The Polish poet and Nobel Prize winner Czeslaw Milosz once said, “Obviously, all biographies are false.” Milosz, who was cited by the Nobel committee as a writer who “voices man’s exposed condition in a world of severe conflicts,” had been in Warsaw when it was bombarded during the German invasion of Poland in 1939, and endured a fraught, terrifying few years.
Perhaps his remark about biographies was about the impossibility of capturing those “exposed conditions” neatly and dryly when others write about those extreme conflicts. And only the voices of those who survived can be accurate. We need to think about this every Remembrance Day, and about those whose voices were never really heard.
Black Liberators WWII (Thursday, History Television, 9 p.m.) makes some headway in telling us about individual voices who weren’t truly heard: the Black Canadian and Caribbean soldiers who served during the Second World War. These are veterans whose lives had already endured prejudice, but who nevertheless played extraordinary roles in Canada’s military mission. At one point, the army accepted Black Canadian volunteers, but the air force and Navy did not. Sam Estwick, a fiercely determined young man from Glace Bay, N.S., profiled in the program, helped change that.
Among those who talk eloquently is John Olbey, a surviving Black veteran of that war. “We were full of bravado,” he says ruefully, and notes that he and a buddy turned up at the recruitment centre in Windsor, Ont., in their zoot suits and hats. He eventually joined a tank crew and served in the Battle for Caen after the Allied invasion in June, 1944. In his fading voice he’s remarkably wry, but his sense of being appalled by war never left him.
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The program also profiles, among others, Black Canadian Gertrude Daniels, described as a “Rosie the Riveter” in the Canadian war effort. She worked days as a babysitter and then took the night shift at a Montreal factory riveting the wings of aircraft. Later, she married the returning vet Welsford Daniels. Narrated by Shad and made in conjunction with The Legacy Voices Project, it’s a fine, eye-opening program.
Fight to the Finish (Thursday, History, 7:30 p.m.) has aired before, but it’s essential viewing. The elderly men and women featured are among the last living witnesses to battles, to destruction, to the failures and triumphs. We need to hang on their every word. Preoccupied as we are by current events and our personal circumstance, we must pay attention. The power and beauty of the special (made by Barry Stevens) is its plain, uncluttered style. Made with naturalistic verve, it allows more than 50 Canadian veterans to share their memories and thoughts. There is no punditry, no fussy overexplanation of context. The veterans talk and there is footage of the war itself, much of it in colour.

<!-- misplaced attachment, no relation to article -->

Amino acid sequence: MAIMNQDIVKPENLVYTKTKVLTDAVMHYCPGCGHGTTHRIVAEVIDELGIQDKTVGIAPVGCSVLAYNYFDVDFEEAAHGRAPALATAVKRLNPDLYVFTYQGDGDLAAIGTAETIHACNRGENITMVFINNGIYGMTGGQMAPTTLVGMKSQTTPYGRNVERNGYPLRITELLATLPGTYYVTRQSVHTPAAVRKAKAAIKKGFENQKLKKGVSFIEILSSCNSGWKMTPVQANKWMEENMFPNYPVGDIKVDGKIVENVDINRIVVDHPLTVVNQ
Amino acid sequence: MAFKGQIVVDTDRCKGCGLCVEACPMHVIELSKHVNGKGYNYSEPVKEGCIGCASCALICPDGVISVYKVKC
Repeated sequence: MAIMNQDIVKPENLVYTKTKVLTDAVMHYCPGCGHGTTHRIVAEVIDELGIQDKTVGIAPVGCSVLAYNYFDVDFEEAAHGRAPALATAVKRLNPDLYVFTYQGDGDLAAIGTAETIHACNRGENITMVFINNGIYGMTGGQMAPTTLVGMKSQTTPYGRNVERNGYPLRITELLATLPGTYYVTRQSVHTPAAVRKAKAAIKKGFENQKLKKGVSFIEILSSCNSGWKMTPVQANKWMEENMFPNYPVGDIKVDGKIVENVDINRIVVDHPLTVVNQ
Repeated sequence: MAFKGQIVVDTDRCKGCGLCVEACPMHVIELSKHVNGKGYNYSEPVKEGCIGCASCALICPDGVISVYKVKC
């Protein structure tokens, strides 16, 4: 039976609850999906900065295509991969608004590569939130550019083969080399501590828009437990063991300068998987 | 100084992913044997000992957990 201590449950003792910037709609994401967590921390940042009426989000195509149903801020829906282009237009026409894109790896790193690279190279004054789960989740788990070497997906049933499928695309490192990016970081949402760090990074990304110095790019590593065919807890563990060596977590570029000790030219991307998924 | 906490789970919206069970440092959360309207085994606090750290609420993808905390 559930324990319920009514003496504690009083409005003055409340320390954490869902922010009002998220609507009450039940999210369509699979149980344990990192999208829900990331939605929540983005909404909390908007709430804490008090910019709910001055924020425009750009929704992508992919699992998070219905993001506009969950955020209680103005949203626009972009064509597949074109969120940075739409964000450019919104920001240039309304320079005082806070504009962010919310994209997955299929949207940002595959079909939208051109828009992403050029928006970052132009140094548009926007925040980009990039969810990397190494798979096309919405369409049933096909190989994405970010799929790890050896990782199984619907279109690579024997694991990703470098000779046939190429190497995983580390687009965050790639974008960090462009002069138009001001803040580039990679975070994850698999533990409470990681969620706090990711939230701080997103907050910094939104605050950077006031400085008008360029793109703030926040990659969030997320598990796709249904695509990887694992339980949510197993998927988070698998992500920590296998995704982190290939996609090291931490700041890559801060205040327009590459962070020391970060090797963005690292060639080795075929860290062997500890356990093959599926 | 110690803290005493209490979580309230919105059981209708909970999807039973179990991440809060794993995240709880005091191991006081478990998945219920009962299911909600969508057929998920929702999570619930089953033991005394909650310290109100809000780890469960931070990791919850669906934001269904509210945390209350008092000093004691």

A thread that is woven through the hour concerns a group of inexperienced soldiers sent off to defend Hong Kong, then a British colony. “We didn’t know where we were going,” one man says. And then, “We didn’t actually have any idea why we were there.” They were there a short time, then the Japanese war planes came. About 80,000 Japanese troops were part of that operation and their actions were brutal.
Connected to that story thread is The Fence (streams CBC Gem), made to commemorate the anniversary of the beginning of the Battle of Hong Kong on Dec. 8, 1941, in which Japanese forces attacked the Allied soldiers defending the city. It is easily one of the most powerful documentaries to watch on this Remembrance Day or any other day.
About 2,000 Canadian troops were in Hong Kong when the Japanese army came; there was one savage battle, and most were interned. One veteran says, “People didn’t know anything about us for four years, whether we were all dead or what had happened.” Survival was their focus under horrendous conditions and ceaseless ill-treatment. Canadian filmmaker Viveka Melki does an astounding job, delving deep into a painful history and explaining how a revisionist-history movement in Japan tries to erase this particular portion of the past.
One veteran remembers with remarkable calm when the enemy invaded a hospital for wounded soldiers: “They killed the doctors, raped and murdered the nurses and then killed all the injured soldiers.” A total of 1,689 Canadian soldiers became prisoners of war. Some starved to death as prisoners. In the end, you know that none of these biographical stories are in the least bit false.
Editor’s note: An earlier version of this column incorrectly said war veteran John Olbey died recently at age 99. He is alive.
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